Archive

Posts Tagged ‘registered dietitian nutritionist’

Nutrition Consultation at Cooper Clinic

August 11, 2014 Leave a comment

In this year’s Medscape survey, 50 percent of primary care respondents said they spent 16 minutes or less with patients. Cooper Clinic physicians spend up to two hours with every patient. We’re rounding out the blog series that broke down each of the six components of the comprehensive preventive exam at Cooper Clinic. If you haven’t followed along, read about the first five (of six) components to get caught up.

  1. Medical Exam & Counseling
  2. Laboratory Analysis
  3. Cardiovascular Screening
  4. Multidetector Computed Tomography (MDCT) Scan
  5. Skin Cancer Screening
  6. Nutrition Consultation

One-on-one consultations with a registered dietitian nutritionist (RDN) are designed to help patients gain the knowledge and skills needed to achieve a healthy lifestyle. This consultation includes nutrition coaching, a personalized action plan with diet recommendations and a computer analysis of a Three-Day Food Record to calculate the nutrients in your diet.

If eating well were easy, we would all be healthier and weigh less. But the bottom line is that staying faithful to mindful nutrition is hard. We may know what foods to choose, but just cannot find the strategy to make good choices. Or we may think we know the right food choices to make, only to find that a “healthy” bran muffin has as much fat and calories as a gooey cinnamon roll. Some of us would not know how to recognize a good fat from a bad fat if our life depended on it (which in some ways is kind of does).

Our RDNs can take the complex concepts of nutrition and translate them in simple terms as they apply to your individual dietary habits. Are there specific foods you love that need to be modified to be more nutrient dense? If your cholesterol is a tad high and you want to increase fiber in your diet for cholesterol lowering? An RDN can show you how to make simple changes in your food choices to make that happen. Are you on the go and prone to missing lunch? Our RDNs can tell you which of the meal bar substitutes (and there are a zillion out there) make the most sense for your nutritional needs, taste preferences and weight goals.

There is so much information online and in the news that it can be difficult to separate fact from fiction. Is it good to take calcium supplements to protect the bones or bad to take calcium supplements because of risk to the heart? Do I get enough calcium in my diet so I don’t even have to worry about supplements?

With a one-on-one consultation, your specific needs can be addressed. Are you a vegetarian worried about protein intake? Are you pre-diabetic and wonder which food choices will help you lower your blood sugar? Do you entertain clients at restaurants and need to find a way to eat a healthy meal from the menu without being a wet blanket? Surely nothing kills a party faster than having the host order a chicken breast with kale and a side of water.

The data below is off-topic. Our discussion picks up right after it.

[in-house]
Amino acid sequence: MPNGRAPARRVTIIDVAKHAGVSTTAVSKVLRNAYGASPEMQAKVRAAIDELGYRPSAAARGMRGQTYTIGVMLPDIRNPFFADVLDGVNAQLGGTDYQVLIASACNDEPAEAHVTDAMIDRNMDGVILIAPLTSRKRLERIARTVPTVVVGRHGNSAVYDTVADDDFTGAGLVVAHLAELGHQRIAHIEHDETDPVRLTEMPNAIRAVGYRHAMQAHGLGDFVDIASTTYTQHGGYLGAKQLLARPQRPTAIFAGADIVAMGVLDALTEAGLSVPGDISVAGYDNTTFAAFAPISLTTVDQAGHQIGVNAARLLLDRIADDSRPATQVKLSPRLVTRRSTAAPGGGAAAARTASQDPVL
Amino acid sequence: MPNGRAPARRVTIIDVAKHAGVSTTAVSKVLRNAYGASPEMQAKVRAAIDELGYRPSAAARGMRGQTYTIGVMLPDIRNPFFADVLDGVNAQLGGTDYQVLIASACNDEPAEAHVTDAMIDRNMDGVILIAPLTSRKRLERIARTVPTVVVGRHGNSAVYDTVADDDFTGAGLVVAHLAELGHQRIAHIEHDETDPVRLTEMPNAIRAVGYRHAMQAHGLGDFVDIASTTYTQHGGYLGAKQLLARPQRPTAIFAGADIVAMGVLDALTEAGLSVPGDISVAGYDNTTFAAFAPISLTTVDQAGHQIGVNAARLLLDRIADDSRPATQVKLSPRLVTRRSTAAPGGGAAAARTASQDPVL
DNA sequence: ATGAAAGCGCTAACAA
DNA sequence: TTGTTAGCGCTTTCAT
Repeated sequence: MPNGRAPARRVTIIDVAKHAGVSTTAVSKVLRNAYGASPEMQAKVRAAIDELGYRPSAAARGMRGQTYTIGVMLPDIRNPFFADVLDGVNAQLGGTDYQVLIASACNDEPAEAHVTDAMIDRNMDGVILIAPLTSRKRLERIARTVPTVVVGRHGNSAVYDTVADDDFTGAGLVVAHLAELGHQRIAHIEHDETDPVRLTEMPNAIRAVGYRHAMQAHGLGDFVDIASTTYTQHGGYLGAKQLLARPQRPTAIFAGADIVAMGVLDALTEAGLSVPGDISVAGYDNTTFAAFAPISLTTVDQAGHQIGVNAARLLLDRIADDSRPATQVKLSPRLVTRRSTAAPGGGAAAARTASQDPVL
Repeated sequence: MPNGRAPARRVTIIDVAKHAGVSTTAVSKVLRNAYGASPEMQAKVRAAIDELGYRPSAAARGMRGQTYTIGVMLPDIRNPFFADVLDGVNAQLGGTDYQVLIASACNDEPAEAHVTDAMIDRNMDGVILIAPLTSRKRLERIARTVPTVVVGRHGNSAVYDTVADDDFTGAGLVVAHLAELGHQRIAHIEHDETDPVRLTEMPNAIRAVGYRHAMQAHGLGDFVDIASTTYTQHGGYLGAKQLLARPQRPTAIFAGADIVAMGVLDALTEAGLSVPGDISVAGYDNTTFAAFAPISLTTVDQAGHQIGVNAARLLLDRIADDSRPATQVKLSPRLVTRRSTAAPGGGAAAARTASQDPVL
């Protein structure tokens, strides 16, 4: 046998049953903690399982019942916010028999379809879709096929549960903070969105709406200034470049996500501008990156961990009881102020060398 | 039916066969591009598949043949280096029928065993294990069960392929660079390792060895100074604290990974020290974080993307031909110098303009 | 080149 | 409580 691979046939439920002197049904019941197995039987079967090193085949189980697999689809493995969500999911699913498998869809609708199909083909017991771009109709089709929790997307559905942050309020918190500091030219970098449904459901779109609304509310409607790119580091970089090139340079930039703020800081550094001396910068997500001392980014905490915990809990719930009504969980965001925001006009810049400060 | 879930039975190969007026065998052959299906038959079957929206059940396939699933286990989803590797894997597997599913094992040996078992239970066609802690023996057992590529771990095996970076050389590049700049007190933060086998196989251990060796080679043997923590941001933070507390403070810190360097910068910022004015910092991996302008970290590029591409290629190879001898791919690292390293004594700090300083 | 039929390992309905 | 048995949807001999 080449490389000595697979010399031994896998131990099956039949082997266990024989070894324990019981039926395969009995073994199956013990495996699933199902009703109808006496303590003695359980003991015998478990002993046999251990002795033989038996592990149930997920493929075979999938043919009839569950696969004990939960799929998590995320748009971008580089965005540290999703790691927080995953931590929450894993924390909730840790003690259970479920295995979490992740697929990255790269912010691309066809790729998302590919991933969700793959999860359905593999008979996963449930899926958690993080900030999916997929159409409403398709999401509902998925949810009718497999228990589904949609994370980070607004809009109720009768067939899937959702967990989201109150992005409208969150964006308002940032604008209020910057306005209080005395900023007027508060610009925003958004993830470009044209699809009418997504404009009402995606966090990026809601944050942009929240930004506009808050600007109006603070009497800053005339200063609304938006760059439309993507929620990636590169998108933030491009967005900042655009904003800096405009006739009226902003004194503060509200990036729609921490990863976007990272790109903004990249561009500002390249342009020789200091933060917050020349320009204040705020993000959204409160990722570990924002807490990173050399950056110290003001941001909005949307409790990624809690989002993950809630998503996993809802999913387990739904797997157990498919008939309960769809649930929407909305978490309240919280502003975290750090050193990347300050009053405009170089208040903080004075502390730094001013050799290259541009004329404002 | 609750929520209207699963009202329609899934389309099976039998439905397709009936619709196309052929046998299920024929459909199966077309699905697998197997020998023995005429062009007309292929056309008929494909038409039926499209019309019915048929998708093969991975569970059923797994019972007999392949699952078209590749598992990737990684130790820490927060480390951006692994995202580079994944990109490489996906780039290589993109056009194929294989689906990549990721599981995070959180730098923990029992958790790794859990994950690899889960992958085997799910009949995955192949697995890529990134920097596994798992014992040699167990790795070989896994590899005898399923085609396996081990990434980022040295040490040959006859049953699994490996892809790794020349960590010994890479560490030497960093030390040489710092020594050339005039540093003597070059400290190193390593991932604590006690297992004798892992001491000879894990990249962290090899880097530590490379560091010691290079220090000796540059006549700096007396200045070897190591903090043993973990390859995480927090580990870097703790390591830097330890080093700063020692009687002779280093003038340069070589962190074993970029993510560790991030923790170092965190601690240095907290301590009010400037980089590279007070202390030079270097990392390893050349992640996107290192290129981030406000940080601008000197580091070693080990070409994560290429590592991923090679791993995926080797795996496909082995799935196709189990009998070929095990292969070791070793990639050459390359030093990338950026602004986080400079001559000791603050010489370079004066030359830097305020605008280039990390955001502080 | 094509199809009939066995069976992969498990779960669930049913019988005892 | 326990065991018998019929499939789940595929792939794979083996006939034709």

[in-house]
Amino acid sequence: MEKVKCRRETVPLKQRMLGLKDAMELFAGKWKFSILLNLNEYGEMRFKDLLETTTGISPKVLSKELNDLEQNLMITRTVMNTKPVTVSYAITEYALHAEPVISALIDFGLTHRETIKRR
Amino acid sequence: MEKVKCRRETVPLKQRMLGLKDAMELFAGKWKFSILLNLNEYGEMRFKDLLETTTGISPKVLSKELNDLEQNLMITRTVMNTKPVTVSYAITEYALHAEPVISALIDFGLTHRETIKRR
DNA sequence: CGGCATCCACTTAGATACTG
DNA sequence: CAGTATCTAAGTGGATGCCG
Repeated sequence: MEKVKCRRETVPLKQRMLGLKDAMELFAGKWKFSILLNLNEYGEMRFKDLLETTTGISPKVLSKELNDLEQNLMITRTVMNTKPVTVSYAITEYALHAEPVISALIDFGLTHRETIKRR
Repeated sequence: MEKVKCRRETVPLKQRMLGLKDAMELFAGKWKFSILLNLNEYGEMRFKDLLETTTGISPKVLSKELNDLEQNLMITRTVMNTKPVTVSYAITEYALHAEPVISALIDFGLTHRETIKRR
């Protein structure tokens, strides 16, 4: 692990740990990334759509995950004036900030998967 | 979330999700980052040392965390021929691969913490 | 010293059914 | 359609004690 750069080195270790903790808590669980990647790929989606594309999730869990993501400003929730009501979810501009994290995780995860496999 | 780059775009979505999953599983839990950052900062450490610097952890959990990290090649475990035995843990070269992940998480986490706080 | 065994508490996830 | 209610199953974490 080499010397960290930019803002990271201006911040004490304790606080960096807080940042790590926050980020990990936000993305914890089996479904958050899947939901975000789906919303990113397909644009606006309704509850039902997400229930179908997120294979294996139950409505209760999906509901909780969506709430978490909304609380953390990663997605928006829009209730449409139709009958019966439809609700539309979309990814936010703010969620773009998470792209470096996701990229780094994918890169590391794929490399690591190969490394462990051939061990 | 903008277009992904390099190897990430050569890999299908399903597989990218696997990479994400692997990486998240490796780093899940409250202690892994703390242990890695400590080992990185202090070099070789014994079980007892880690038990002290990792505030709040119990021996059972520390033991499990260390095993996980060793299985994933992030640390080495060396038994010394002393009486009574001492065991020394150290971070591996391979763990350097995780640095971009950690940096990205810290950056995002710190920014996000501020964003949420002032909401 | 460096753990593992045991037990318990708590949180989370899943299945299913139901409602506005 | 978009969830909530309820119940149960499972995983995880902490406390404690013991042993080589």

Just as important as helping you make a road map for your nutrition journey, our dietitians are with you every step of the way. They are there for you if you need to come in to the clinic for a visit to brainstorm about roadblocks or you can schedule a phone consultation as frequently as would like to keep you headed in the right direction. The nutrition train is definitely one you want to get on board.

To learn more about Cooper Clinic’s preventive exam, click here or call us at 866.906.2667 (COOP).

Sign up to receive free health tips on vitamins, fitness, prevention and more from our experts the first and third Tuesday of every month.

Eating Well in College

Eating healthfully at college may seem like an impossible task but with the right knowledge and resources it can be done. Often times, students don’t focus on their diet with all the excitement that goes with leaving home for college and gaining new independence.

One of the things you can avoid is the dreaded “Freshman 15.” It’s pretty common for students to pack on pounds, especially that first year. Like a kid in a candy store, you are introduced to large amounts of ready-to-eat food available 24 hours a day. To avoid weight gain, try these tips:

  1. Put yourself on a schedule. Eating every 3-5 hours during the day makes it easier to avoid the out-of-control eating when hunger hits.
  2. Watch the grazing. Be sure to eat your balanced meals and planned snacks so the calories are better controlled.
  3. Include breakfast daily. Eat within an hour of waking to boost your metabolism and help control indulging late in the day. (Note: Breakfast recipes from Cooper Clinic)
  4. Be aware of non-hunger cues that make you want to eat. Food can be a great comfort for emotions and used for: coping, celebrating, relaxing, procrastinating and a part of socializing. Make sure you sit down and focus on eating rather than eating while doing other tasks. Mindless eating can lead to extra calories.